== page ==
AUS: 1300 630 488    NZ: 0800 1477 6287

Book Review: The Colours of All the Cattle

Christina Callinan of the Probus Club of Mount Beauty reviews The Colours of All the Cattle by Alexander McCall Smith, published by Little, Brown Great Britain 2018.

Alexander McCall Smith has been my favourite author since I first read The No.1 Ladies’ Detective Agency. The Colours of all the Cattle is the latest in his series of 19 novels set in the African state of Botswana.

Characters include:

  • Mma Precious Ramotswe, Director of the No.1 Ladies’ Detective Agency
  • Obed Ramotswe (late) father of Mma Ramotswe
  • Mr. J.L. B. Matekoni, owner of Tlokweng Road Speedy Motors and Mma Ramotswe’s husband
  • Charlie, part time mechanic and detective in training
  • Queenie Queenie, Charlie’s current girlfriend
  • Fanwell, mechanic and friend of Charlie’s
  • Eddie, friend of Charlie’s
  • Mma Grace Makutsi, now Joint Managing Director of the No.1 Ladies’ Detective Agency
  • Phuti Radiphuti, owner of the Double Comfort Furniture Store and husband of Grace Makutsi
  • Mr. Polopetsi, Assistant Detective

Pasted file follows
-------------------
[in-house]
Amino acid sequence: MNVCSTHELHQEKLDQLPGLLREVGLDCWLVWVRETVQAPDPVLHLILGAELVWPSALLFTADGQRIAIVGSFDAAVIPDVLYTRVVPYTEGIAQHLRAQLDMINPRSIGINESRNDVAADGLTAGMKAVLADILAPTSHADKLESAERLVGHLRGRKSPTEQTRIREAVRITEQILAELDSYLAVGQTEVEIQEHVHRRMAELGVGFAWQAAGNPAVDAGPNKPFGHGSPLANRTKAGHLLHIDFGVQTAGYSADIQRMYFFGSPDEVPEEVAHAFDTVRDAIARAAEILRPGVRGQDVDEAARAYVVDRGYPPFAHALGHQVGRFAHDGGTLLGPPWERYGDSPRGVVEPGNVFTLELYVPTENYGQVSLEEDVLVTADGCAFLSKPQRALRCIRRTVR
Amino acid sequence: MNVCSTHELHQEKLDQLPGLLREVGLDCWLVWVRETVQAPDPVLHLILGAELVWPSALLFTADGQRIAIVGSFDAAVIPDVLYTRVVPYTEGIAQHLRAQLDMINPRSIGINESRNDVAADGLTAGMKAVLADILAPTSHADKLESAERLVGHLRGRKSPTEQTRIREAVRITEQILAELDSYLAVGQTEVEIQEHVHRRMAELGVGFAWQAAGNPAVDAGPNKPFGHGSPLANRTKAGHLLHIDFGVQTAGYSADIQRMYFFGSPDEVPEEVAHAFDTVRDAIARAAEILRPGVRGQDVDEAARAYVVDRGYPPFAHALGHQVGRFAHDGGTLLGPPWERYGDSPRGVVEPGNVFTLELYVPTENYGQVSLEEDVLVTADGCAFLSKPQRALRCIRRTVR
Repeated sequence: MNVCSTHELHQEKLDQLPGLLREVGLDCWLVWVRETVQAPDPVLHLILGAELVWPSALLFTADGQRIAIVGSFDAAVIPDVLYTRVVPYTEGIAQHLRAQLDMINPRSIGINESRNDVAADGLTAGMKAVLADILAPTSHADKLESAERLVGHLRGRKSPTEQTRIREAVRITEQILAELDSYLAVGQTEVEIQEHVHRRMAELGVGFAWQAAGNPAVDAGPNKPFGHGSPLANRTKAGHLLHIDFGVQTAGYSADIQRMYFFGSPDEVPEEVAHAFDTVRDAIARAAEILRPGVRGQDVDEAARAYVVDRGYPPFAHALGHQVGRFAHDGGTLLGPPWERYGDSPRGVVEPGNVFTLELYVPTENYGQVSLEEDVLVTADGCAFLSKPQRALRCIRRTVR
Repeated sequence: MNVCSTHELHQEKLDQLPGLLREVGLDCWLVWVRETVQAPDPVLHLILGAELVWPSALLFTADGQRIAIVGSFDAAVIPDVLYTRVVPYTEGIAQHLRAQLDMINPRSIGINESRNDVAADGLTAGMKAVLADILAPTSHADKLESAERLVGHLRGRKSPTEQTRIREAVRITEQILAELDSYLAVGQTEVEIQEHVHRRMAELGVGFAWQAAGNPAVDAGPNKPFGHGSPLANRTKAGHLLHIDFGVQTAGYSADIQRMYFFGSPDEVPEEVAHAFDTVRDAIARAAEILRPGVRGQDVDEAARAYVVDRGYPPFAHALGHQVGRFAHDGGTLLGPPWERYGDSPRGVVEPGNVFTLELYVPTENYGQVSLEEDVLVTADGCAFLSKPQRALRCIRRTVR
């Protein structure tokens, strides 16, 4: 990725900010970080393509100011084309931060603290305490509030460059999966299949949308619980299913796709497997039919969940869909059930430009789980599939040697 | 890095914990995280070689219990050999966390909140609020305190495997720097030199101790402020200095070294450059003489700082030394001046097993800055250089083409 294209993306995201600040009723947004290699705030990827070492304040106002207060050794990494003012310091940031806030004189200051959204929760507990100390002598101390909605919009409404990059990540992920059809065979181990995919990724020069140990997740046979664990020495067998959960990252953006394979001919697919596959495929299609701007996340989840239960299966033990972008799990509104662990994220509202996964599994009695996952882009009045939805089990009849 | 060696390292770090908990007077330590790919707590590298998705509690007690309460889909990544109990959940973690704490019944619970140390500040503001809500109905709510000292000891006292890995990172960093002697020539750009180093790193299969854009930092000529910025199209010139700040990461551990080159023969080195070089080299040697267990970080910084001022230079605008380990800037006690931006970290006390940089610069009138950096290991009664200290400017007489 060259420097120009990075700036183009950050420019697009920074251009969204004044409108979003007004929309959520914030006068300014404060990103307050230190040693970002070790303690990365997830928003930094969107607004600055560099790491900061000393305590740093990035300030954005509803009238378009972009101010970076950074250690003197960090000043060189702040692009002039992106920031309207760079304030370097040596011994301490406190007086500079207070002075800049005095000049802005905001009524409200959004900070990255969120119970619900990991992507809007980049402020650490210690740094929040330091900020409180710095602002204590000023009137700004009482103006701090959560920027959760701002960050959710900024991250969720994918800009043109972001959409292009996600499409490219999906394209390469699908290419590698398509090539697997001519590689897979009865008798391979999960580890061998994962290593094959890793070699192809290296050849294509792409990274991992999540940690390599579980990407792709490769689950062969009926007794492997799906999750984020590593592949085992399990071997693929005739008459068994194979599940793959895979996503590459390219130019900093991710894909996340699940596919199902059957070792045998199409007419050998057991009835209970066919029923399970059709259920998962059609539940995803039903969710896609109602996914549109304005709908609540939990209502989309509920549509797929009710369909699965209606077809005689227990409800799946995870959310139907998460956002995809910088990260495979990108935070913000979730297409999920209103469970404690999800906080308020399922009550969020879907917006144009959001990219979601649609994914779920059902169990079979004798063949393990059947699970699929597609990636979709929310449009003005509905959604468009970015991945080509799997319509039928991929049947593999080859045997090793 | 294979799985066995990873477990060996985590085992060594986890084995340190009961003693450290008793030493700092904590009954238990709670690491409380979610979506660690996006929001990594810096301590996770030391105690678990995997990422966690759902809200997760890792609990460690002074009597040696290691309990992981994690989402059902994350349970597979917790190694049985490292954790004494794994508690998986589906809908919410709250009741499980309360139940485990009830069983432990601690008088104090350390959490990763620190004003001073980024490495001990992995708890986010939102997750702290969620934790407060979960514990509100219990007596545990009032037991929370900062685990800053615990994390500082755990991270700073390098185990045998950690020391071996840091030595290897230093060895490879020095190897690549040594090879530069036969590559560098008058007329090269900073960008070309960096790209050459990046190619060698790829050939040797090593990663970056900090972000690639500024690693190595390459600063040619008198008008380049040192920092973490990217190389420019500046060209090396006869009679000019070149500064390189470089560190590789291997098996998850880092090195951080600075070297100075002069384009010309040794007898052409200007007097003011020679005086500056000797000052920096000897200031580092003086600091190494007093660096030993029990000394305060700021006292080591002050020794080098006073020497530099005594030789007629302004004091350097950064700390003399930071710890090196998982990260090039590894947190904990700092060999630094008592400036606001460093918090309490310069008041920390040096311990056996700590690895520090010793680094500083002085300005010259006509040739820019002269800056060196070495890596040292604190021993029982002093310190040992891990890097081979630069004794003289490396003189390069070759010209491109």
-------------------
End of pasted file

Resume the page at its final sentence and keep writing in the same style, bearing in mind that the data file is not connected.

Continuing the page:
• Mma Potokwantim, manager of the Orphans’ School
  • Mpilo, small boy from the Orphans’ School
  • Violet Sephotho, candidate for the vacant Council position
  • Dr Marang and his daughter Constance

All combine to continue the story of Mma Ramotswe’s Detective Agency and her reluctant nomination as a candidate for the local Council’s vacant position.

Chapter One gives us the thoughts of Mr J.L. B. Matekoni’s for his wife Mma Ramotswe, “There is no other lady quite like Mma Ramotswe in all Botswana.”

For the first time Obed Romatswe, who is late, communicates with his daughter Precious to assure her that all would be OK with her election to the local Council. “Don’t be afraid,” he said. “You never were, you know – you were never afraid. Remember this, my Precious; remember this – you have Botswana.”

Alexander McCall Smith’s skill as a storyteller reaches its pinnacle with the first Council meeting where a vote has to be taken for the acceptance of a local builder’s plan to erect the Fun Hotel next to the local cemetery. The result of the vote surprises even Mma Ramotswe.

The last chapter, which in the words of Shakespeare, “All’s well that ends well,” brings a happy conclusion to the many lives of these delightful people of Botswana.

I gave this novel a score of 5 out of 5.





Do you have a book review that you'd like to share with Probus South Pacific? If so, email it to [email protected] along with your name and Probus Club, and you could be published in a future issue of the Active Retirees and Staying Connected e-newsletters. We'll also send a $20 voucher to anyone whose book review we publish.